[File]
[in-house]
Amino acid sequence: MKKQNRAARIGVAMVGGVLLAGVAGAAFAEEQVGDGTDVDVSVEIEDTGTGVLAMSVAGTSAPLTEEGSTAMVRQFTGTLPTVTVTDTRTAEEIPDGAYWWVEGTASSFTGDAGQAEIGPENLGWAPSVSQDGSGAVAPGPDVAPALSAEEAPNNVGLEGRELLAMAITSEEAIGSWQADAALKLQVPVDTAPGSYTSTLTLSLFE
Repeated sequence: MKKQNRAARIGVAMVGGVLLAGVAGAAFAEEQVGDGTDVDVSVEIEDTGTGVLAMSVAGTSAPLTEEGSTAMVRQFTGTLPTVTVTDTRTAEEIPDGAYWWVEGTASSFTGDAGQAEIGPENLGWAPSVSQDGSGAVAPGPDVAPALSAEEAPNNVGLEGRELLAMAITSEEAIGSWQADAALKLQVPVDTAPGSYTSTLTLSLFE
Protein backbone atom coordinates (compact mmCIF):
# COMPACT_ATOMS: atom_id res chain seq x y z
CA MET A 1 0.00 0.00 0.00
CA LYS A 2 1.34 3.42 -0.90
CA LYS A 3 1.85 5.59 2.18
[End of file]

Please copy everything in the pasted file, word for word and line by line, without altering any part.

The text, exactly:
[in-house]
Amino acid sequence: MKKQNRAARIGVAMVGGVLLAGVAGAAFAEEQVGDGTDVDVSVEIEDTGTGVLAMSVAGTSAPLTEEGSTAMVRQFTGTLPTVTVTDTRTAEEIPDGAYWWVEGTASSFTGDAGQAEIGPENLGWAPSVSQDGSGAVAPGPDVAPALSAEEAPNNVGLEGRELLAMAITSEEAIGSWQADAALKLQVPVDTAPGSYTSTLTLSLFE
Repeated sequence: MKKQNRAARIGVAMVGGVLLAGVAGAAFAEEQVGDGTDVDVSVEIEDTGTGVLAMSVAGTSAPLTEEGSTAMVRQFTGTLPTVTVTDTRTAEEIPDGAYWWVEGTASSFTGDAGQAEIGPENLGWAPSVSQDGSGAVAPGPDVAPALSAEEAPNNVGLEGRELLAMAITSEEAIGSWQADAALKLQVPVDTAPGSYTSTLTLSLFE
Protein backbone atom coordinates (compact mmCIF):
# COMPACT_ATOMS: atom_id res chain seq x y z
CA MET A 1 0.00 0.00 0.00
CA LYS A 2 1.34 3.42 -0.90
CA LYS A 3 1.85 5.59 2.18